Paris 2010 continues a tradition that began in 1994, with the first SDSS collaboration meeting at Yerkes Observatory. Early collaboration meetings were filled with discussions of hardware, data pipelines, target selection, and survey strategy. Over the years, as the SDSS steadily accumulated the largest data sets in the history of astronomy, the proceedings shifted more and more towards scientific discoveries, about the large scale structure of the universe, the evolution of galaxies and quasars, the history of the Milky Way, the physics of stars, and the genealogy of asteroid families (see the highlights summaryat sdss.org). The sequence of SDSS-I and SDSS-II collaboration meetings culminated in 2008 with an international symposium that celebrated the scientific achievements and influence of the SDSS.

SDSS-III involves four new surveys, two new instruments, major upgrades to the original SDSS spectrographs and the fiber system that supports them, and many new participating institutions and scientists. The first SDSS-III collaboration meeting (Princeton, 2009) was in many ways a return to the early days, focused again on hardware, software, survey strategy, and organization of science teams.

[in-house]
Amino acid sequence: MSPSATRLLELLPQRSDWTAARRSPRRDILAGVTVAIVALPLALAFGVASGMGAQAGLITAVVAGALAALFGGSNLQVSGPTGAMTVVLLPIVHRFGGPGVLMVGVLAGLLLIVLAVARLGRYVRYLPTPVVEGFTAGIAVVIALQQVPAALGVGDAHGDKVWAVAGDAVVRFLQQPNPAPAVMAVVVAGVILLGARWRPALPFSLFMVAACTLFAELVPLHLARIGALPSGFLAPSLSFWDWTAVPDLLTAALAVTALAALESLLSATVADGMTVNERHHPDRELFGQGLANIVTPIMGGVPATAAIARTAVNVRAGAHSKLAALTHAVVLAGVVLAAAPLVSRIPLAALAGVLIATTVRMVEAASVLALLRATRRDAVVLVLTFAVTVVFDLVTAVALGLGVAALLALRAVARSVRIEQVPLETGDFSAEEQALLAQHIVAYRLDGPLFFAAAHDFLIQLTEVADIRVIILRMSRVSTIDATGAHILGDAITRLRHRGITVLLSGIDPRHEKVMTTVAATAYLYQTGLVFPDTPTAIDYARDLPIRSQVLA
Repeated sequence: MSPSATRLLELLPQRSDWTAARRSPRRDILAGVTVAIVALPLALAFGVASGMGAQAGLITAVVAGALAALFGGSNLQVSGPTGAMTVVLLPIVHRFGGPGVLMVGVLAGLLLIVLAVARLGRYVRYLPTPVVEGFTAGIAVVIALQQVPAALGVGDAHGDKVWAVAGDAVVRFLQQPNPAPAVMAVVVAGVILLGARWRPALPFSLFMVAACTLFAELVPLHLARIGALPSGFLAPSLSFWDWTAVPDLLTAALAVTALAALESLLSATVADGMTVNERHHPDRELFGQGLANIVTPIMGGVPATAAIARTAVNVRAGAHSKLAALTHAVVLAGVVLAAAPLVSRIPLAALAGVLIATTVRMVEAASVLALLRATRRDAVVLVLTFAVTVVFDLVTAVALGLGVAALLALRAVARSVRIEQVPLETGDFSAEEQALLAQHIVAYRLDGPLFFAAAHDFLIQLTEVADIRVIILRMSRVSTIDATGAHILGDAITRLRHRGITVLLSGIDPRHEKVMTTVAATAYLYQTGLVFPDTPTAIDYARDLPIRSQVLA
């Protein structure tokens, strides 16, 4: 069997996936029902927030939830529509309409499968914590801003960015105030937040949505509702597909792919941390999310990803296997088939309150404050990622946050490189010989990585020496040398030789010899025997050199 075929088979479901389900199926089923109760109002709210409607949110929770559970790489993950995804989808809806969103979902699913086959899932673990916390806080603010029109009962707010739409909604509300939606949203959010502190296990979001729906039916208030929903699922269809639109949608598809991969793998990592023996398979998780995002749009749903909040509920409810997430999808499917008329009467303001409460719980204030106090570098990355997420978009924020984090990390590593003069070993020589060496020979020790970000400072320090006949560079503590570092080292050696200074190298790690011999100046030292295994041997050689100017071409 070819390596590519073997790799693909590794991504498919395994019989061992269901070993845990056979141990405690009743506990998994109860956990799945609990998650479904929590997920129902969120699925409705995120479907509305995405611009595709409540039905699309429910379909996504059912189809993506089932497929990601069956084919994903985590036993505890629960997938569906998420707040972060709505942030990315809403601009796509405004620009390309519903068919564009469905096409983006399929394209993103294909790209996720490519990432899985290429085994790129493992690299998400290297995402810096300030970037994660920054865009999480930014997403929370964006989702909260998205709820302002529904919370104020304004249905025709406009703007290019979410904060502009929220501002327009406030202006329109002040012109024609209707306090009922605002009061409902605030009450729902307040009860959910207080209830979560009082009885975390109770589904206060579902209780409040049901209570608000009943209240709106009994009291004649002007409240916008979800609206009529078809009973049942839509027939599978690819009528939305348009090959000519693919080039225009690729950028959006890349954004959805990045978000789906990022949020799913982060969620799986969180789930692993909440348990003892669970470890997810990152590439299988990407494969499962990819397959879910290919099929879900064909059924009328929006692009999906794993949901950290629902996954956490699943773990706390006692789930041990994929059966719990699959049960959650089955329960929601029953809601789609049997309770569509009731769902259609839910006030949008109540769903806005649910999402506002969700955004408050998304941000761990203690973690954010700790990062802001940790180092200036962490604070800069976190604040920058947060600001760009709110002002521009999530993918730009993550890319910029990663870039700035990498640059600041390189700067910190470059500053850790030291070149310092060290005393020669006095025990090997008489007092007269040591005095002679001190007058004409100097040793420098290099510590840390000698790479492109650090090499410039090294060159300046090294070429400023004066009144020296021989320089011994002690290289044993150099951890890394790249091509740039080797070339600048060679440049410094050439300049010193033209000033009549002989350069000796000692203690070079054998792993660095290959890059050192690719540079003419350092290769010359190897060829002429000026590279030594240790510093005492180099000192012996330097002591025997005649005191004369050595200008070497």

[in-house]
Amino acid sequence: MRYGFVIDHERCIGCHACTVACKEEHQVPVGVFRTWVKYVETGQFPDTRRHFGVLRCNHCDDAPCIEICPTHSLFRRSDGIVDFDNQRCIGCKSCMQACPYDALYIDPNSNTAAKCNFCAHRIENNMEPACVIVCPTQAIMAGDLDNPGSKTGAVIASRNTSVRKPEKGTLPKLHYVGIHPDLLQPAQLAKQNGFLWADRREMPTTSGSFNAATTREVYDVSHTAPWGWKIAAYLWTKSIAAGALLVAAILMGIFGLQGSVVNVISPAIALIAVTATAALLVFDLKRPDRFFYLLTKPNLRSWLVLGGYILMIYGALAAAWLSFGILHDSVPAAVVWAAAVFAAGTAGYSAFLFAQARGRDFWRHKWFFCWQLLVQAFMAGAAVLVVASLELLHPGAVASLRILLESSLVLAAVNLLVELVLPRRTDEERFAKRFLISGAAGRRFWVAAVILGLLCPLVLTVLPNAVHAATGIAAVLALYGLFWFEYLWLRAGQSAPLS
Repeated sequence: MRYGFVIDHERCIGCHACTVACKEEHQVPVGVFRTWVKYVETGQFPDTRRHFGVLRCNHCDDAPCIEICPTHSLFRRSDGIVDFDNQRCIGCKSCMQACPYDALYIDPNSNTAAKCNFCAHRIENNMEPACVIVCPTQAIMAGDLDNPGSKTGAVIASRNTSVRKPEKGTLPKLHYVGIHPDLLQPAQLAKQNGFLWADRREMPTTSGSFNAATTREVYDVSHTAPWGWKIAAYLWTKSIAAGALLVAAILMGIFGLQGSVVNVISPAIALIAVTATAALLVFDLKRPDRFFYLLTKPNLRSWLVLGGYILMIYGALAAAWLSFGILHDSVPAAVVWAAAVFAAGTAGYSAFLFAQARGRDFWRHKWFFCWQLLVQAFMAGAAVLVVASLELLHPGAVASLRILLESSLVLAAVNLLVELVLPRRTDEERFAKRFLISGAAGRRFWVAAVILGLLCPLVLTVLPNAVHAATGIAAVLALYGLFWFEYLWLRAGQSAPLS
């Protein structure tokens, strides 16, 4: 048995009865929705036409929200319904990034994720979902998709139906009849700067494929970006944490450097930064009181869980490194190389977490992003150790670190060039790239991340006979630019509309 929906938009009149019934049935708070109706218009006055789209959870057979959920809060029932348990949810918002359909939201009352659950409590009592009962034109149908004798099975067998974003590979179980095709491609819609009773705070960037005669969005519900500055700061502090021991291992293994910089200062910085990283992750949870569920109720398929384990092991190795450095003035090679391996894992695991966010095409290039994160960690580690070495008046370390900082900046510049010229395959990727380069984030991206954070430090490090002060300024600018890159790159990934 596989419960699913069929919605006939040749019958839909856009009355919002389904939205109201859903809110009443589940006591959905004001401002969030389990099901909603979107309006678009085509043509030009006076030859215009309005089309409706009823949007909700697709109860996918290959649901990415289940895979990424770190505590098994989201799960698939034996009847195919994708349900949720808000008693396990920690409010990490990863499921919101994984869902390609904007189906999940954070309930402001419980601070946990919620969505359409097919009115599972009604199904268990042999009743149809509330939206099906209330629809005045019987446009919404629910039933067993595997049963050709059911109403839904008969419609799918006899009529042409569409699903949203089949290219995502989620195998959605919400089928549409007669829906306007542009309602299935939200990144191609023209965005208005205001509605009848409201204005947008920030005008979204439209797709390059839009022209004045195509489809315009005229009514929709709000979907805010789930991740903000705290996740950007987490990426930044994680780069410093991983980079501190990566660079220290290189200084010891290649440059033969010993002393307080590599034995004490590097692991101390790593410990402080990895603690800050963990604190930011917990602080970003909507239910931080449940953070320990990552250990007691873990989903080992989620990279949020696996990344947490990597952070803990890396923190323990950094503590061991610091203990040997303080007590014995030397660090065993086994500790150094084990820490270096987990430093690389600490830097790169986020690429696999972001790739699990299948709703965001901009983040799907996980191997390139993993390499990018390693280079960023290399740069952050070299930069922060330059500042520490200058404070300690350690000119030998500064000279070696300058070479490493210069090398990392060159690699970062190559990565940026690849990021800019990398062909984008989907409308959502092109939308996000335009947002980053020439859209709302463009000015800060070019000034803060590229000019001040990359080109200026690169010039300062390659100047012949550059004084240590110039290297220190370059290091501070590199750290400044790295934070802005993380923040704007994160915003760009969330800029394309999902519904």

One year along, Paris 2010 shows a project in transition, or, more precisely, four projects at four different transitions. Talks about nearly complete analyses of the chemistry and kinematics of the Galactic disks in SEGUE-2 and the aridity of the brown dwarf desert in MARVELS alternated with talks describing first measurements from the BOSS galaxy and Lyman-alpha forest surveys and the rapid progress of the APOGEE infrared spectrograph toward its commissioning in early 2011. After a day and a half of plenary sessions, the meeting split into another day and half of survey-specific parallel sessions, where team members dug into details of the science analyses, reviews of target selection efficiency, theoretical predictions and mock catalogs, and the nitty-gritty of signal-to-noise thresholds, sky coverage, and plate scheduling algorithms.

While the days started early and ran late, everyone also took the opportunity to enjoy the delights of Paris, guided expertly by LOC Chair Eric Aubourg. Highlights included the conference dinner cruise along the Seine and “wine lover’s lunches” at a small restaurant near the APC. It was asserted more than once that attending a wine lover’s lunch would improve one’s afternoon talk. This attractive hypothesis was not rigorously tested, though anecdotal evidence did not prove it obviously false.